In the woods 18 miles north of Columbia, SC, sits an aging church, reported to have a congregation of but a single individual. Thieves have stolen the copper tubing from its air conditioning unit, making services throughout a good part of the year quite uncomfortable.
Yet, Cedar Creek Methodist Church, metaphorically speaking, soldiers on.
The church dates back to 1743, when it began as a German Reformed branch of Presbyterianism called the German Protestant Church of Appii Forum, and was one of 15 German churches in interior South Carolina.
The congregation met in a 16-foot-by-20-foot structure constructed of logs with a dirt floor.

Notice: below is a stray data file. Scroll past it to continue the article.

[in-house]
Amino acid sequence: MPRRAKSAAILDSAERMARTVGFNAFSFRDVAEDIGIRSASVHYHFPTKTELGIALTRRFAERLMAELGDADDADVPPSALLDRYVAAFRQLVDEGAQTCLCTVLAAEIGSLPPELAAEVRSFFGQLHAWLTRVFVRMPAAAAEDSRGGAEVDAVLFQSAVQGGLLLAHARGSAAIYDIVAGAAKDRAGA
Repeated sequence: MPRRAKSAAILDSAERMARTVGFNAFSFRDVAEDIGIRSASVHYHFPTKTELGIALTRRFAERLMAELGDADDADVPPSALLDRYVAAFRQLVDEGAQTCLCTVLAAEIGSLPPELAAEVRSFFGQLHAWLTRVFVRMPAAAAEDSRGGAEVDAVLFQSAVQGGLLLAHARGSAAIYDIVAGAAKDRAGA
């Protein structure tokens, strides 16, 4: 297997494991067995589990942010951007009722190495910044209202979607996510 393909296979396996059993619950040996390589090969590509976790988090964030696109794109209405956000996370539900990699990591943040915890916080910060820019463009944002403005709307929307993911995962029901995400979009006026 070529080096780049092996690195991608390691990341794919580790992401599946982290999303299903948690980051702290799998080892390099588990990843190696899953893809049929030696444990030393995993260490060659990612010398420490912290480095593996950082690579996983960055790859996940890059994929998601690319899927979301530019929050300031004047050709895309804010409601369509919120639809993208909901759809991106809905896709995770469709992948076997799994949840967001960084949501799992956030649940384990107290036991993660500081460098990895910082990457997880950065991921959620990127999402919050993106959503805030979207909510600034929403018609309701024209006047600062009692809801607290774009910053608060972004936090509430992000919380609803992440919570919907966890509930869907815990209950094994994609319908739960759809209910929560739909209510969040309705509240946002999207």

The congregation is said to have been converted to Methodism in a single day by famed Methodist Bishop Francis Asbury shortly after the end of the American Revolution.
Asbury was one of the first two bishops of the Methodist Episcopal Church in the US. A native of England, he was appointed a traveling preacher by none other than John Wesley at age 22.
In 1771 Asbury volunteered to travel to America. When the American Revolution began in 1775, Asbury was the only Methodist minister to remain in America.